Technological advancements to decarbonize shipping are also progressing, but must be further financed and brought to scale. BCG and Global Financial Markets Association have estimated that shipping decarbonization will require about $2.4 trillion, indicating a significant magnitude of funding to be mobilized and the critical role shipping financiers play in enabling this economic transition. Both financiers and cargo owners are being encouraged to sign the recent call to action for shipping decarbonization.
The transition to zero-emission shipping will only be possible if the industry draws on and develops the expertise of seafarers and the broader maritime workforce. New opportunities for decent work could be created across the value chain, such as the production of zero-emission fuels, including in developing countries. Only through a just transition approach will these benefits be equitably shared and accessible. Reskilling, upskilling, and skills transfer must be incorporated into transition plans to ensure the sustainability of the sector as it moves to new fuel sources.
With the corporate responsibility to respect human rights as outlined in the UNGPs at the core of a just transition, shipping companies will need to increase their worker participation through social dialogue and stakeholder engagement with trade unions and communities, enable greater diversity and inclusion, mitigate job losses through skills development, while creating new green and decent jobs and advocating for government policies supporting a just transition.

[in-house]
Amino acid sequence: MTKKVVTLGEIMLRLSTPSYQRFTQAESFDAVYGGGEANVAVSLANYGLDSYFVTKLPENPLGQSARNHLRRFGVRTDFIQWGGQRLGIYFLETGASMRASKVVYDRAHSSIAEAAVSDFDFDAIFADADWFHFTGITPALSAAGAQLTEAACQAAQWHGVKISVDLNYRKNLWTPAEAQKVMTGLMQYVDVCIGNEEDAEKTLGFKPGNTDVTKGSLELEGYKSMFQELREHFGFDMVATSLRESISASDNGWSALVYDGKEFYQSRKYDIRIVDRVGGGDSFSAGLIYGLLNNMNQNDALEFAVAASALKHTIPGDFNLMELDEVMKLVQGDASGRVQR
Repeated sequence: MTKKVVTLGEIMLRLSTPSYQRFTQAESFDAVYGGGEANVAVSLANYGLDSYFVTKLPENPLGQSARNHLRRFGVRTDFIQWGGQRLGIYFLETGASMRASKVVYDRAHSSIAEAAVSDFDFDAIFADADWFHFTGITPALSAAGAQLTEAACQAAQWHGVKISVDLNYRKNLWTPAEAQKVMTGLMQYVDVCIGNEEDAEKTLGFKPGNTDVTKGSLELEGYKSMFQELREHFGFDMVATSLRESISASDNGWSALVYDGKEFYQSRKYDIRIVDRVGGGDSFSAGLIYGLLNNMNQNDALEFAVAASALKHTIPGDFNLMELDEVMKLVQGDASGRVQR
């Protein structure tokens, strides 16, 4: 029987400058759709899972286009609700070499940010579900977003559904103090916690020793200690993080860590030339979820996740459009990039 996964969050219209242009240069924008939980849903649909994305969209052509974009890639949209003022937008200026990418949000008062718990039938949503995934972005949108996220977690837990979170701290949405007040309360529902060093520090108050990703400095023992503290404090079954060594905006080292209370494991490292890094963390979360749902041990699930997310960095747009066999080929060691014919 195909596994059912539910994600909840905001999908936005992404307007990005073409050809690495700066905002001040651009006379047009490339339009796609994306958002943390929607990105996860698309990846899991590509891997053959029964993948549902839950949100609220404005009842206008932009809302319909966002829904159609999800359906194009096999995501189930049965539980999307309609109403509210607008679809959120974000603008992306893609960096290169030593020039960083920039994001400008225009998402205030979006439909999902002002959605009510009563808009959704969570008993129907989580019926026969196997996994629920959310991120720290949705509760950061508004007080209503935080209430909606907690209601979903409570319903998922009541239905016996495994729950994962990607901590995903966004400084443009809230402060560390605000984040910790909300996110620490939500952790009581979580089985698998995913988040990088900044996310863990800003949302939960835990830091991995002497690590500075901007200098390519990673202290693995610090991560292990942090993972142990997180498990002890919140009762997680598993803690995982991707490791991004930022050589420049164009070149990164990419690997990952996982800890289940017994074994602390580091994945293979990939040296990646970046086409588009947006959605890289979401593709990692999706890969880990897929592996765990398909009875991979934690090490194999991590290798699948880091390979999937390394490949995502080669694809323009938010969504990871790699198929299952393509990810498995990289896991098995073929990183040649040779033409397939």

Value chain can demand a just transition
With decarbonization firmly on the agenda and seafarers’ rights an increasing focal point, cargo owners and financiers across the shipping value chain have a vital opportunity to support a safe and just transition for maritime transport and its workers.
Today, many companies, including those most influential to the Sustainable Development Goals (SDGs), have been, and will continue to be assessed by World Benchmarking Alliance on their contribution to a just transition to the decarbonization of the global economy. While global shipping is not yet included in this initial benchmark, the same lessons apply.
UN Global Compact, together with UNFCCC Marrakesh Partnership and UN DESA, will be hosting a virtual panel discussion on 13 October at 13:00-14:00 GMT, as part of the second UN Global Sustainable Transport Conference in which a diverse representation from shipping ecosystem will elaborate on the need for a supercharged, equitable net-zero transition. Register to hear how organizations can secure a sustainable and responsible shipping industry. You can also get involved by signing the call to action here.
Thanks to the Boston Consulting Group for their inputs and assistance.
Johannah Christensen CEO, Global Maritime Forum & Katharine Palmer, Shipping Lead, Climate Champions explain why the maritime industry is ready to lead the way in our transition to a clean, just, and resilient zero-carbon world.
Green Corridors are specific shipping routes where the feasibility of zero-emission shipping is catalyzed by a combination of public and private actions. Jesse Fahnestock, Head of Research and Analysis at the Global Maritime Forum, explains why Green Corridors are fundamental to Shipping’s Race to Zero.